A Darlington businessman has appeared in court charged in connection with a multi-million pound fraud.

George Steen, 54, was accused of pledging loans to desperate businessmen and not paying out.

The 54-year-old appeared at Southwark Crown Court with Dennis Alexander, 47 and David Andrews, 38.

Mr Steen, of Hanover House, Victoria Road, Darlington, Mr Alexander of Elvin Court, Rottingdean, East Sussex, and Mr Andrews, of Polegate Road, Hailsham, East Sussex, all deny conspiracy to defraud between January 1, 1996, and June 6, 1999.

Another man, Colin Hardy from Redcar, Cleveland, was also allegedly involved in the fraud, but he died last year.

The court heard how the three men advertised their loans in English-speaking countries abroad.

More then 100 customers got in touch, requesting loans from £500,000 to £25m.

Some wanted the money for business ventures such as setting up a private hospital, hotels, or golf courses.

Richard Latham, prosecuting, said the gang insisted to each other that customers must be based overseas. He told the court: "This was very useful because they found it much more difficult to complain in person.

"It would be very costly to come over to the UK, in particular if the person lived on the other side of the world.

"Most of the people were from New Zealand, Australia, Canada, and the US."

Mr Latham said Mr Andrews and Mr Alexander took on the role of agents in the scam.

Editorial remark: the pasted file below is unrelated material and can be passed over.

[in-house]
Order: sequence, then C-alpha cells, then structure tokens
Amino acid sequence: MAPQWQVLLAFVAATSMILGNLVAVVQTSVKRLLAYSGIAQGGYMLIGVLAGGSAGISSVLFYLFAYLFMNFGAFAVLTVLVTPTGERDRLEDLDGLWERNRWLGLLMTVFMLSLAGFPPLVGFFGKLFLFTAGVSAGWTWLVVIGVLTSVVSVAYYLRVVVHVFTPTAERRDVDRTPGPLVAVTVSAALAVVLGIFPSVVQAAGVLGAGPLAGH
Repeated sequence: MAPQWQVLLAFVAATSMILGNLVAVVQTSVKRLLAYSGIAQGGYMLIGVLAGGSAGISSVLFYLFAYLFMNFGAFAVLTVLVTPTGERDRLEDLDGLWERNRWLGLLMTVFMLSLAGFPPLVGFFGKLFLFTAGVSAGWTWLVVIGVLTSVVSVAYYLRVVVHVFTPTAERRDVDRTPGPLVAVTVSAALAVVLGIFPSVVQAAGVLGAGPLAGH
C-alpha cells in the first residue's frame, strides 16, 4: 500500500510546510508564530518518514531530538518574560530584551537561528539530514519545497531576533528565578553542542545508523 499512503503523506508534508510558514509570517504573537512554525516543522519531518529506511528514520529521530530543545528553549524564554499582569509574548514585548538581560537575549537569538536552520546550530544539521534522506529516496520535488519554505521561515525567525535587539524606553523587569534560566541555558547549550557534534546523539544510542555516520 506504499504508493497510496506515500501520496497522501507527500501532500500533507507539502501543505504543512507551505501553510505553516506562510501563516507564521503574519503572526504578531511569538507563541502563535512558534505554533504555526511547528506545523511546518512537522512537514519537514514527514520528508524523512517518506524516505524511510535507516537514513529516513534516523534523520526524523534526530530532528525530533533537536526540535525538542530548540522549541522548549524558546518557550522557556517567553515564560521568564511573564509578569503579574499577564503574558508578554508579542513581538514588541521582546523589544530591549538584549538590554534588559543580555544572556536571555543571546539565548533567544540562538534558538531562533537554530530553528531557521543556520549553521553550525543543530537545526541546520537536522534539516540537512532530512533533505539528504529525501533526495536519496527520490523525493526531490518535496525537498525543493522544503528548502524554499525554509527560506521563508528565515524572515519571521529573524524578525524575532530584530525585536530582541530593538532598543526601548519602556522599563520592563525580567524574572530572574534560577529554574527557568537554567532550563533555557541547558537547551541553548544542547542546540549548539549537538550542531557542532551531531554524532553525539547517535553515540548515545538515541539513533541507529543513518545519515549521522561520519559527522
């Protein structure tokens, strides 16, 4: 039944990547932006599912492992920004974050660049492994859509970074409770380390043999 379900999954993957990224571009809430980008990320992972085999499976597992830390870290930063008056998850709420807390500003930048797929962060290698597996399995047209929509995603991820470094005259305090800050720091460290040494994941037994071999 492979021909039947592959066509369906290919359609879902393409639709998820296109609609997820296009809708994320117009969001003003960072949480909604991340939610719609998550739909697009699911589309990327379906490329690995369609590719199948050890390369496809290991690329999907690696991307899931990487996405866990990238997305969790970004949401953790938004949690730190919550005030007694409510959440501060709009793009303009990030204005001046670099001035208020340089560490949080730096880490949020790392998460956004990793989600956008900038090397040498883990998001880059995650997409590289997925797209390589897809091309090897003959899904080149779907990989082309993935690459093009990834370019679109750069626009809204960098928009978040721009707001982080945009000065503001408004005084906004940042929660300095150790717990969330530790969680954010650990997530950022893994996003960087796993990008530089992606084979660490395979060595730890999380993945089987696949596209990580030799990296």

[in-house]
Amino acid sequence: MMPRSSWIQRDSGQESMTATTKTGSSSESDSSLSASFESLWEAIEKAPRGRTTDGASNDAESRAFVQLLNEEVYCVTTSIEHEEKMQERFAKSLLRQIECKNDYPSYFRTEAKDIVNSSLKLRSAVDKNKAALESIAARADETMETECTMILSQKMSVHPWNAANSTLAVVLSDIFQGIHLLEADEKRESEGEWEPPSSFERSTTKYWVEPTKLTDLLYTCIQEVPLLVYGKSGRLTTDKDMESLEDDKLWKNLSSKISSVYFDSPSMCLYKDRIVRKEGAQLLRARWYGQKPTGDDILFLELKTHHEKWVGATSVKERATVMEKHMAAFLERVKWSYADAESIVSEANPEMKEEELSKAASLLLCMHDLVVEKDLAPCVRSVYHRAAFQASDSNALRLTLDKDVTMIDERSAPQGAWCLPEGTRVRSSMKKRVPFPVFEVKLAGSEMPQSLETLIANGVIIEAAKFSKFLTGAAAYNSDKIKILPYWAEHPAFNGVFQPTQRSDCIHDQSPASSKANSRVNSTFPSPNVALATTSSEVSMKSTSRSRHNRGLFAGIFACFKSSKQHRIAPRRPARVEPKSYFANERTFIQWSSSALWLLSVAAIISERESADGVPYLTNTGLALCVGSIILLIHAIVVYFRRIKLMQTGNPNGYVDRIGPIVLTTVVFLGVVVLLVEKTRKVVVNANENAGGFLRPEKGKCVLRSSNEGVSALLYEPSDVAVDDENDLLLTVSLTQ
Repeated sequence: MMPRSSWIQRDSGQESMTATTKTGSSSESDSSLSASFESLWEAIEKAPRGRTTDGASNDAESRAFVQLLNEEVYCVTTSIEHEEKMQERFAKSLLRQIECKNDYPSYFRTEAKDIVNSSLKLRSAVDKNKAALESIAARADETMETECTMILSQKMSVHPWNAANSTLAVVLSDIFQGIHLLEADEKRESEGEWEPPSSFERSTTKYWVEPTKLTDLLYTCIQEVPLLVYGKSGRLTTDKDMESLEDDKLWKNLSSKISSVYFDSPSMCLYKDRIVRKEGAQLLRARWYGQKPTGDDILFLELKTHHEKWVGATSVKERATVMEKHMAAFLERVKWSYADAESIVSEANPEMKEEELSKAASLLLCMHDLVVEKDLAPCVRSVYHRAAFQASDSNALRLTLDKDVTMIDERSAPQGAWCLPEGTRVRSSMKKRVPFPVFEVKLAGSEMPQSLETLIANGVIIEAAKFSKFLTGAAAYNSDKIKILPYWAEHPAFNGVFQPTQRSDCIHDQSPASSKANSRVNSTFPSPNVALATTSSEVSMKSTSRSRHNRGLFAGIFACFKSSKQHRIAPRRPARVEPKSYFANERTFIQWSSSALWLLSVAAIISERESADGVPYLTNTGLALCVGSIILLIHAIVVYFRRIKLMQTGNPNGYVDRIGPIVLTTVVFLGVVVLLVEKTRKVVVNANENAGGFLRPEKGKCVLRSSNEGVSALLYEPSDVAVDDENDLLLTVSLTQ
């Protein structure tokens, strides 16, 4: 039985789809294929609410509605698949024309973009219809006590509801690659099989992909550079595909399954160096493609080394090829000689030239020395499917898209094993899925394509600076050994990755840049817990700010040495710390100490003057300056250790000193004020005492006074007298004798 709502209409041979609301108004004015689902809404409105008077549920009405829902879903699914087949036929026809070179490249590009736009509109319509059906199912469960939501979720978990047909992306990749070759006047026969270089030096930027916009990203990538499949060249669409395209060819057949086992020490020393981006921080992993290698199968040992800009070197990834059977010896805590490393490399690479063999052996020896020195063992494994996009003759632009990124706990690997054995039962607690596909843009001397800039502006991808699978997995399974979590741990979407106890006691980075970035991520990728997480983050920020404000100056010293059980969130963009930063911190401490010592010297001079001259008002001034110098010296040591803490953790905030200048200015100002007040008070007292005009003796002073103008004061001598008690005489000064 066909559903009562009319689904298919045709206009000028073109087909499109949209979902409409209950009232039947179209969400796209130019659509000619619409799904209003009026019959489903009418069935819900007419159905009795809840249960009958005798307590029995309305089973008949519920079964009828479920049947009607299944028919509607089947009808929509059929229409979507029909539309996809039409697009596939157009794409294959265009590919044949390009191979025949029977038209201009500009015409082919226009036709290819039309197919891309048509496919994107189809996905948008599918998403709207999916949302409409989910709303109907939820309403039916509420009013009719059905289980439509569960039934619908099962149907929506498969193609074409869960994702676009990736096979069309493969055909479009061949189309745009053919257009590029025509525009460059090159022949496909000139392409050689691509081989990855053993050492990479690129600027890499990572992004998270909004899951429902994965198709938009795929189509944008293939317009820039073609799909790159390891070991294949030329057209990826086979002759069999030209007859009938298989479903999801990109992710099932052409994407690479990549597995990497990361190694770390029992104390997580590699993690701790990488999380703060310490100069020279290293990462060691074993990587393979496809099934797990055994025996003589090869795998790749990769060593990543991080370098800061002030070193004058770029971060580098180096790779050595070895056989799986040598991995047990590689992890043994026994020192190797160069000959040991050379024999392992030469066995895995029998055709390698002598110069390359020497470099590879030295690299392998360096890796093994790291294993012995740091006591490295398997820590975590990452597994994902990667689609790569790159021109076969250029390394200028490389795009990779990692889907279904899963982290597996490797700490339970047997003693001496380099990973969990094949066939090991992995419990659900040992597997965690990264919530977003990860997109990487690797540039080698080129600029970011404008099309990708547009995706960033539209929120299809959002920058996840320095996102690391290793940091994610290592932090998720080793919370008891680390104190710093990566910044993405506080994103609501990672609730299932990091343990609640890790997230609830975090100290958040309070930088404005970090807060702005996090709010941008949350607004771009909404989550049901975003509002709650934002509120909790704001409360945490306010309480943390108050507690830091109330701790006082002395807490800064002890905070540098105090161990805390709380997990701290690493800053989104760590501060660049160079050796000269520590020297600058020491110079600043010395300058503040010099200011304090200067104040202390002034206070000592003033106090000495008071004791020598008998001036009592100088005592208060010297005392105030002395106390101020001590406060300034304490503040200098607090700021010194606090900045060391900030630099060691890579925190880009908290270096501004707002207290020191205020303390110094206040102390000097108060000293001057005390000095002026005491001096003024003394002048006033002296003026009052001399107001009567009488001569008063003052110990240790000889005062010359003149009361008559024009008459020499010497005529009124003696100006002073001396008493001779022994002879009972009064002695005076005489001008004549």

They would tell clients they could get them interest-only loans from a contact who was in fact Steen, it is alleged.

He said: "These fraudsters were not looking for people who could raise a very large sum of money from somewhere else.

"Some of them were quite vulnerable applicants and some of them were financially quite unsophisticated."

Mr Latham claimed the three had taken several million pounds.

"They made a good living in this enterprise," he said

"The business that these defendants ran did not require the expenditure of a great deal of money. It was a lightweight enterprise without huge costs."

Mr Latham added that if any clients could find the money, the gang would tell them that time had run out and the contract was cancelled.

It is alleged the three were masquerading as financial consultants.

Mr Andrews ran Corporate Advances from an office in Edward Street, Brighton, while Mr Alexander was in charge of a company called Diverse Trading. Mr Steen and his wife were at the helm of a Darlington- business called Peninsular Holdings Overseas Administration.

The trial continues today.